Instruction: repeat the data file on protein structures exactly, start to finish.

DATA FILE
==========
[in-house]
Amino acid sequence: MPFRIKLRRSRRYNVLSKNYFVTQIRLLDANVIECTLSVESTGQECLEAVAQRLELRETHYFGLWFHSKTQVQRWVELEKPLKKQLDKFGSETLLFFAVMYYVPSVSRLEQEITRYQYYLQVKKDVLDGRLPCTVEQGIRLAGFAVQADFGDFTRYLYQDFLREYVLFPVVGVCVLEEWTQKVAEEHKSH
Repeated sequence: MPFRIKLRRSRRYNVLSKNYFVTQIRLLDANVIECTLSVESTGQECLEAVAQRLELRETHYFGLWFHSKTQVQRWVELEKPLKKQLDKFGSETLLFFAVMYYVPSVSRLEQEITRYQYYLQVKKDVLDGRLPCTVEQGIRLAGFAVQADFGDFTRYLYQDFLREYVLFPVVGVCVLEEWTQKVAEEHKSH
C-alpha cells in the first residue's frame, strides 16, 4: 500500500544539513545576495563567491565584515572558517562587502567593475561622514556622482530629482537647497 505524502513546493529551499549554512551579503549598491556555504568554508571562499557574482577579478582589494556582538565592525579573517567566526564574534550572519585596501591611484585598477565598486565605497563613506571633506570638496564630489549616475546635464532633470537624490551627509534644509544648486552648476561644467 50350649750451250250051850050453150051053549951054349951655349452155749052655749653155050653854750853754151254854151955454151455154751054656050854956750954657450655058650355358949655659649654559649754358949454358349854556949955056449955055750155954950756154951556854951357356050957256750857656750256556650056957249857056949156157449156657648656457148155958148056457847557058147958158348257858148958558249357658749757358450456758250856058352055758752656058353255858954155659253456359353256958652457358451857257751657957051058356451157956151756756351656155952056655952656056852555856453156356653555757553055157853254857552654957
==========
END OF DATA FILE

[in-house]
Amino acid sequence: MPFRIKLRRSRRYNVLSKNYFVTQIRLLDANVIECTLSVESTGQECLEAVAQRLELRETHYFGLWFHSKTQVQRWVELEKPLKKQLDKFGSETLLFFAVMYYVPSVSRLEQEITRYQYYLQVKKDVLDGRLPCTVEQGIRLAGFAVQADFGDFTRYLYQDFLREYVLFPVVGVCVLEEWTQKVAEEHKSH
Repeated sequence: MPFRIKLRRSRRYNVLSKNYFVTQIRLLDANVIECTLSVESTGQECLEAVAQRLELRETHYFGLWFHSKTQVQRWVELEKPLKKQLDKFGSETLLFFAVMYYVPSVSRLEQEITRYQYYLQVKKDVLDGRLPCTVEQGIRLAGFAVQADFGDFTRYLYQDFLREYVLFPVVGVCVLEEWTQKVAEEHKSH
C-alpha cells in the first residue's frame, strides 16, 4: 500500500544539513545576495563567491565584515572558517562587502567593475561622514556622482530629482537647497 505524502513546493529551499549554512551579503549598491556555504568554508571562499557574482577579478582589494556582538565592525579573517567566526564574534550572519585596501591611484585598477565598486565605497563613506571633506570638496564630489549616475546635464532633470537624490551627509534644509544648486552648476561644467 50350649750451250250051850050453150051053549951054349951655349452155749052655749653155050653854750853754151254854151955454151455154751054656050854956750954657450655058650355358949655659649654559649754358949454358349854556949955056449955055750155954950756154951556854951357356050957256750857656750256556650056957249857056949156157449156657648656457148155958148056457847557058147958158348257858148958558249357658749757358450456758250856058352055758752656058353255858954155659253456359353256958652457358451857257751657957051058356451157956151756756351656155952056655952656056852555856453156356653555757553055157853254857552654957